My home idea is what I call the Smart Cabin. It breaks down like this… The structor will have an external size of 16′ x 12′, with an unmortered stone pier on gravel pit foundation, supporting a platform made of engineered 2X8″ stuffed with insulation and completely sealed. The stucture will be a simple shed, with 6 large windows facing south, unglazed smaller windows along the celing line, untreated round timber frame, staw bale infill, with a earthen plaster inside and out. The roof will have measured overhangs for maximum solar gain.

    The interior will have a small bathroom for a shower and a sawdust toilet, seperated from the rest of the house. There will be a loft over the bathroom area for sleeping, and storage of the internal water tank and backup on demand water heater. The main living area will be dominated by a built in table in front of the windows, and a small rocket stove/cob bench on the far wall. Each window will have a motorized insulated shutter on the inside which will be controlled by a very small computer (Audrino board, for those curious) to attempt to automatically maintain a comfortable interior with absolutely minimal power usage. Lighting will be provided by strings of very low power amber LEDs along the front and rear wall, with a few task lights. These will also be controlled by the Audrino to insure no more power is used than is necessary. A small kitchenette will be on the interior wall, on the other side of the shower.

    Another very small computer (Beagle Board) will be used as a simple home server/digital radio, with space provided for my Netbook, my wife’s Laptop, and a large selection of books. Power will be provided by a hybrid of solar and homemade wind. The interior will be wired for 12V only.

    While it doesn’t have a portable foundation, it’s still hopefully small/light enough to be transported by flat bed truck with considerations.

  14. John Collins says:

    Great Idea! Living in the warm South Central U.S. and wanting to spend most of my time out of doors (as it should be), I have been planning on a small home based on the dog-trot idea separating the heat of a kitchen from the living area. I want to also blur the boundaries between inside and outside, possibly incorporating roll-up over-head doors, sleeping porches, and an outdoor kitchen. Heck, maybe I’ll just have four posts and a roof, then call it done! hmmm…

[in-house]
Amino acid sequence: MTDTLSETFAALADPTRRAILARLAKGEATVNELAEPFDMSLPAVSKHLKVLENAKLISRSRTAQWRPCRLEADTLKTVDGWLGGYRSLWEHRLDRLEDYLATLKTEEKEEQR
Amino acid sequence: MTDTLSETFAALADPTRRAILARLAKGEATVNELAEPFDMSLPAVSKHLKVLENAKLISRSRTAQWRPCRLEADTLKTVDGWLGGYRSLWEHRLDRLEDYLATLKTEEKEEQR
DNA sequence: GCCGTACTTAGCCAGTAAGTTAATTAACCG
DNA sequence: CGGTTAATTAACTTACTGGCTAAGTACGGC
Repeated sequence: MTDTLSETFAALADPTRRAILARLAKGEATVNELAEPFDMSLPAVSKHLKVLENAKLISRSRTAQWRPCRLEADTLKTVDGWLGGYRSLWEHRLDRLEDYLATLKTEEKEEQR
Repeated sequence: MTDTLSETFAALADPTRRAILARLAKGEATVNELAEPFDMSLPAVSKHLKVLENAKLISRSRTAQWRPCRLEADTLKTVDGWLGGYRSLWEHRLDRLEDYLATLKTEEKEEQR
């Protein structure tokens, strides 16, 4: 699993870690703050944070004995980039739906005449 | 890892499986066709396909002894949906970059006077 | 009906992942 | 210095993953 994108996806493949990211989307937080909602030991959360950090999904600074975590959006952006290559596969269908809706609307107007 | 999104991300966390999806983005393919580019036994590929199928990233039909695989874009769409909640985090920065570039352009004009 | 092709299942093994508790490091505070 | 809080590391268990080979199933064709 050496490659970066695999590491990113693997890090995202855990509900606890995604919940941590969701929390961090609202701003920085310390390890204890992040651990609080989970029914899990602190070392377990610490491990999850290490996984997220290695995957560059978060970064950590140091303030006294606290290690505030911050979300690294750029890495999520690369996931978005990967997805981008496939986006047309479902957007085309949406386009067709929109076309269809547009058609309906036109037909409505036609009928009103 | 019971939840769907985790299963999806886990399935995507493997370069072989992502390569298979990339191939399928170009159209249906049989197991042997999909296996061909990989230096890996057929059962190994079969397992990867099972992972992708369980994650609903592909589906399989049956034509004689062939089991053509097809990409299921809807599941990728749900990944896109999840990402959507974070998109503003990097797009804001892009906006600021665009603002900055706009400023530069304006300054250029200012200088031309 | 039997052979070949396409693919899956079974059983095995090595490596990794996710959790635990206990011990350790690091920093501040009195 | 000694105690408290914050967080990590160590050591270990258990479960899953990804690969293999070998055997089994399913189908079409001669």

15. Tom Thel says:

    I dream of a one-person dwelling that has the form factor of Thoreau’s cabin at Walden Pond but is otherwise not constrained. A small community of such huts, each trying to outdo its neighbors in stretching the Thoreauvian envelope should at least be entertaining and might be useful. Think of a sailing class race, but with dinghies.

  16. Mike Rasmussen says:

    Our family property in upstate NY has been home to summer camping trips for about 30 years but the only permanent structure is the shed where the tractor is kept. My hope is to start adding one tiny cabin each summer at strategic locations on the property so we can start to use it year round for off the grid vacations.

    First will be the winterized cabin on top of the hill, I have a great spot picked out that faces south for great sunrises and sunsets. After that will be a small cluster of 3 or 4 more rustic summer cabins near the stream/pond and fire-pit for those family weekends.

    Love the fist book and keep up the good work!

  17. Bill says:

    I’d like to build a 120 sq-ft trailer-based tiny house with a cathedral ceiling that I would use at as an office and as a practice space for the bagpipes. It may be that it could be used as a full-time home eventually. Obviously, it would need to be insulated both for sound and heat.